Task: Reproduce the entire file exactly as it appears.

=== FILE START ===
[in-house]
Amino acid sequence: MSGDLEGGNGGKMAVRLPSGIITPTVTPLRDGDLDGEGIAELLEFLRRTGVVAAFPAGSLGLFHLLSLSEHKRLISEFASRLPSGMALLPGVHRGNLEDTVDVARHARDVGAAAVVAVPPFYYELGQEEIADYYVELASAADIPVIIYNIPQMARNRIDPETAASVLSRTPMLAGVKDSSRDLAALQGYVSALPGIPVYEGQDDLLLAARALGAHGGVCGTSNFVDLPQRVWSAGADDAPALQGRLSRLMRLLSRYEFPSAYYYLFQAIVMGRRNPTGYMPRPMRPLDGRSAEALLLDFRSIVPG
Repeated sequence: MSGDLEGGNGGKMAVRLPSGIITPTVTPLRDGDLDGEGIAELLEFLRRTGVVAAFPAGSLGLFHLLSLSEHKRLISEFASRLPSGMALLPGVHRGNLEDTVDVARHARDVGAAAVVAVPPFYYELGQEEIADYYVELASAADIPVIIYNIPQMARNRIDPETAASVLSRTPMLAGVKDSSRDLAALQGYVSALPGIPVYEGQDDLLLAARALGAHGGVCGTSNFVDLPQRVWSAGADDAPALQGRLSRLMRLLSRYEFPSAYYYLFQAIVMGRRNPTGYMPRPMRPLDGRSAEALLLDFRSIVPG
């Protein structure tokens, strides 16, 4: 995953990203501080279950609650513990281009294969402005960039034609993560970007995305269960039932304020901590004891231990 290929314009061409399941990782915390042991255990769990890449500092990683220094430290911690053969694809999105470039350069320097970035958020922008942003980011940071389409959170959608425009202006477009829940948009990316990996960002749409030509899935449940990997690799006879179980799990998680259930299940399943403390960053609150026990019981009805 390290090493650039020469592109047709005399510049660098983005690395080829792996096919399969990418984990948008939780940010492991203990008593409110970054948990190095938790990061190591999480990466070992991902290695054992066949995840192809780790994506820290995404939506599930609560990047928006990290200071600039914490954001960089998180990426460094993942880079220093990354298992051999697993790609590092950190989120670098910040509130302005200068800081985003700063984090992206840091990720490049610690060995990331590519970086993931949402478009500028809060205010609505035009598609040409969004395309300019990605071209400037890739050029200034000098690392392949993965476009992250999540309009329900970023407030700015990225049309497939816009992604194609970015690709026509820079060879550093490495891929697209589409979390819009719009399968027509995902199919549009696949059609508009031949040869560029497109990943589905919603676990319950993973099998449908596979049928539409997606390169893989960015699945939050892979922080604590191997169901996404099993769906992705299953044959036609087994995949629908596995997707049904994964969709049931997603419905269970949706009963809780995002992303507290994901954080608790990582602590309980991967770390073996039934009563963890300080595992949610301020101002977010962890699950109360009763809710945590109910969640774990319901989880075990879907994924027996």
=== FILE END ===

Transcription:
[in-house]
Amino acid sequence: MSGDLEGGNGGKMAVRLPSGIITPTVTPLRDGDLDGEGIAELLEFLRRTGVVAAFPAGSLGLFHLLSLSEHKRLISEFASRLPSGMALLPGVHRGNLEDTVDVARHARDVGAAAVVAVPPFYYELGQEEIADYYVELASAADIPVIIYNIPQMARNRIDPETAASVLSRTPMLAGVKDSSRDLAALQGYVSALPGIPVYEGQDDLLLAARALGAHGGVCGTSNFVDLPQRVWSAGADDAPALQGRLSRLMRLLSRYEFPSAYYYLFQAIVMGRRNPTGYMPRPMRPLDGRSAEALLLDFRSIVPG
Repeated sequence: MSGDLEGGNGGKMAVRLPSGIITPTVTPLRDGDLDGEGIAELLEFLRRTGVVAAFPAGSLGLFHLLSLSEHKRLISEFASRLPSGMALLPGVHRGNLEDTVDVARHARDVGAAAVVAVPPFYYELGQEEIADYYVELASAADIPVIIYNIPQMARNRIDPETAASVLSRTPMLAGVKDSSRDLAALQGYVSALPGIPVYEGQDDLLLAARALGAHGGVCGTSNFVDLPQRVWSAGADDAPALQGRLSRLMRLLSRYEFPSAYYYLFQAIVMGRRNPTGYMPRPMRPLDGRSAEALLLDFRSIVPG
């Protein structure tokens, strides 16, 4: 995953990203501080279950609650513990281009294969402005960039034609993560970007995305269960039932304020901590004891231990 290929314009061409399941990782915390042991255990769990890449500092990683220094430290911690053969694809999105470039350069320097970035958020922008942003980011940071389409959170959608425009202006477009829940948009990316990996960002749409030509899935449940990997690799006879179980799990998680259930299940399943403390960053609150026990019981009805 390290090493650039020469592109047709005399510049660098983005690395080829792996096919399969990418984990948008939780940010492991203990008593409110970054948990190095938790990061190591999480990466070992991902290695054992066949995840192809780790994506820290995404939506599930609560990047928006990290200071600039914490954001960089998180990426460094993942880079220093990354298992051999697993790609590092950190989120670098910040509130302005200068800081985003700063984090992206840091990720490049610690060995990331590519970086993931949402478009500028809060205010609505035009598609040409969004395309300019990605071209400037890739050029200034000098690392392949993965476009992250999540309009329900970023407030700015990225049309497939816009992604194609970015690709026509820079060879550093490495891929697209589409979390819009719009399968027509995902199919549009696949059609508009031949040869560029497109990943589905919603676990319950993973099998449908596979049928539409997606390169893989960015699945939050892979922080604590191997169901996404099993769906992705299953044959036609087994995949629908596995997707049904994964969709049931997603419905269970949706009963809780995002992303507290994901954080608790990582602590309980991967770390073996039934009563963890300080595992949610301020101002977010962890699950109360009763809710945590109910969640774990319901989880075990879907994924027996």